Can peppermint oil relieve indigestion or IBS symptoms?

In theory, “peppermint oil reduces abdominal pain by targeting specific pain receptors,” says Adrian Masclee, a professor of gastroenterology and hepatology at the Maastricht University Medical Center in the Netherlands. It also may act as a muscle relaxant, he points out.

Does it help manage indigestion?

But Masclee is skeptical that peppermint oil helps people with indigestion, as one industry-funded study reported. That’s because the study used enteric-coated capsules, which don’t release the oil in the stomach, where indigestion strikes. “If you encapsulate the peppermint oil, it will only be released in the small bowel,” he explains.

But Masclee doesn’t recommend uncoated peppermint oil capsules.

“Because peppermint oil has a muscle-relaxing effect, it may reduce the tone of the sphincter between the stomach and esophagus,” he says. “That can cause reflux in some people.”

Can it help people with irritable bowel syndrome?

A handful of randomized trials—most of them small, short, and sponsored by supplement makers—hint that enteric-coated peppermint oil may reduce pain and discomfort in people with irritable bowel syndrome.

Now the results of a larger trial are in.

Masclee and other scientists—some with ties to a peppermint oil company—randomly assigned 189 people with IBS to take 182 milligrams a day of enteric-coated peppermint oil or a placebo.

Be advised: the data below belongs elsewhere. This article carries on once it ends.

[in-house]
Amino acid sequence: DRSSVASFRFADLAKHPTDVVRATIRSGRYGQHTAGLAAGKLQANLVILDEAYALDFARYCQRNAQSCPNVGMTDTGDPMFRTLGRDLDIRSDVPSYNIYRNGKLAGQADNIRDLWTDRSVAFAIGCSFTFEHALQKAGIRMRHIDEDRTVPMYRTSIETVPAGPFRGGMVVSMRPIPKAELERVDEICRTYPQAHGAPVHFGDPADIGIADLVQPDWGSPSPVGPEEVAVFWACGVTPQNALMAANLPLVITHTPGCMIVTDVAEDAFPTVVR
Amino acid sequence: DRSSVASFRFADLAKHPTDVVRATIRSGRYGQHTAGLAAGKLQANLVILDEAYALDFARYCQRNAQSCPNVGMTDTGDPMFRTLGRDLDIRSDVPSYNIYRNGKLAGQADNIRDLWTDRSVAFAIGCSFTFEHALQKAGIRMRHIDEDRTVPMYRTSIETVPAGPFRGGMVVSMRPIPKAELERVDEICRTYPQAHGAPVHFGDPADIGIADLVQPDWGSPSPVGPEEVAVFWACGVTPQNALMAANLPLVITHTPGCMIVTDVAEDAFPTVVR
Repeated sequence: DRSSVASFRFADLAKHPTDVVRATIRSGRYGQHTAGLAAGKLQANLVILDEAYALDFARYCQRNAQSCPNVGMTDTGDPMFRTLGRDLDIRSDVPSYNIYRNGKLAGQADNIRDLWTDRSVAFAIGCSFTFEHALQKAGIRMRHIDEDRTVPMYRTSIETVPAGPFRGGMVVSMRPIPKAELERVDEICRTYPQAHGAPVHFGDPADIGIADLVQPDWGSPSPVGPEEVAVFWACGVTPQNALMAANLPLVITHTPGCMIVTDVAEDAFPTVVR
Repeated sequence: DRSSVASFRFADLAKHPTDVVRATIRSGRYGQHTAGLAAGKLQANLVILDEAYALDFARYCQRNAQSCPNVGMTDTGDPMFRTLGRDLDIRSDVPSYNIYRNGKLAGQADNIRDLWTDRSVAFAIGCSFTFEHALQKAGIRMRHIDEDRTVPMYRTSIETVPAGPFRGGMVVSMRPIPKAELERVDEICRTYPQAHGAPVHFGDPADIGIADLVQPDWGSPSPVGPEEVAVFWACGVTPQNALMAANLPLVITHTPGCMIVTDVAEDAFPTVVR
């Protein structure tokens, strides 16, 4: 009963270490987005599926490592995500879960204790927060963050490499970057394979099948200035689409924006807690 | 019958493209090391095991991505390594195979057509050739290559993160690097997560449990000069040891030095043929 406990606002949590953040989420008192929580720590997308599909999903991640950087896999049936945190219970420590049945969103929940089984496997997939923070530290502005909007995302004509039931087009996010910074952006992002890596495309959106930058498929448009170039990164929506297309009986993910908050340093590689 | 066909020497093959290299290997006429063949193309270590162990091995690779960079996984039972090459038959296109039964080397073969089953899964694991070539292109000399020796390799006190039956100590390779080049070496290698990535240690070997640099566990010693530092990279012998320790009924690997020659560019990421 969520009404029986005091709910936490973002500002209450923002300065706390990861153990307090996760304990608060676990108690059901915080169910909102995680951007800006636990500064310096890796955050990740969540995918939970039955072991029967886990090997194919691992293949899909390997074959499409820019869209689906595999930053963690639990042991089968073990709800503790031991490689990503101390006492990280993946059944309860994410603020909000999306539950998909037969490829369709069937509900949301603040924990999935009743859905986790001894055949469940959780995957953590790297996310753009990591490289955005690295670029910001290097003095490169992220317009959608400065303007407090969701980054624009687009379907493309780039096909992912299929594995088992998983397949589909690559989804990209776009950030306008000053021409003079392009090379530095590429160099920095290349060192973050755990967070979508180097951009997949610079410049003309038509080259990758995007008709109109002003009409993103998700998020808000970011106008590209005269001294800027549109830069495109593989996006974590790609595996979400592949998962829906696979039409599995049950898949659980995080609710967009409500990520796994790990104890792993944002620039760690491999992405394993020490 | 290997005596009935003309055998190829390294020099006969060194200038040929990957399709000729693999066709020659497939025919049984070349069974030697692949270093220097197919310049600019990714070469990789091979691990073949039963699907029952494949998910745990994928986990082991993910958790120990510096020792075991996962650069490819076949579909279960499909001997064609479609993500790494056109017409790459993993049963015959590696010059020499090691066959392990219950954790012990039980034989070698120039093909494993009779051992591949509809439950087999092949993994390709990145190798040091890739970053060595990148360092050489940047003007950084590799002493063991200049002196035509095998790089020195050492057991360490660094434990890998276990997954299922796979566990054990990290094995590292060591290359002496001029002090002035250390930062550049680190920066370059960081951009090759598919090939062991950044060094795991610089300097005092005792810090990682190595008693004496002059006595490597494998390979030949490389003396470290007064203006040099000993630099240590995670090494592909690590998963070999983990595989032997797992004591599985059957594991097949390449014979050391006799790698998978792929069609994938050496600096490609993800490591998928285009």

After eight weeks, pre-set targets for declines in abdominal pain and overall symptoms were no different. There was a hint that the peppermint oil might curb pain slightly, but a new study would have to confirm that finding.

Bottom Line: Don’t expect peppermint oil to have a substantial impact on the symptoms of IBS.

The information in this post appeared in the May 2017 and the December 2019 issues of Nutrition Action Healthletter.

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11 Replies to “Can peppermint oil relieve indigestion or IBS symptoms?”

  1. These enteric coated capsules have reduced my severe excess bowel gas to a normal level. I wouldn’t be without them.

    1. Addendum…ibgard is micronized enteric coated time release peppermint oil which I find works better for me than peppermint gel capsules.

    1. The amount of peppermint oil in a candy is probably far too low to have any effect. Plus, the oil should be encapsulated and enterically coated, which means the oil isn’t released until it has passed through the stomach and into the intestines. Otherwise, it can relax the sphincter between the stomach and esophagus, which can lead to reflux.

  2. Most peppermint candy is more sugar than peppermint oil. The exception I have found is ICE CHIPS sweetened with Xylitol. Both peppermint and spearmint help with indigestion.

  3. Why have I never heard this from my Digestive Health Doctor, or any other doctor that I have gone to in the past year. How do I find a doctor who actually tells you that the Sphincter muscle is where my pain begins? I have had no help and am so glad to see that I am not the only one who has digestive health problems that are all looped into symptoms of IBS.
    Yes, I do have IBS but what can I do about it? So far I have only been told by my doctors to eat more fiber. Well, that is not fixing my daily cramping, bloating, etc.

  4. My mother used peppermint oil to treat chronic diarrhea associated with an undiagnosed gall bladder blockage. She was down to 80 lbs, and after 10 days on the peppermint, her diarrhea subsided. This was about 14 years ago. She also had Parkinson’s, and the diarrhea weakened her to the point where I felt she would die soon. I think the peppermint oil saved her life.

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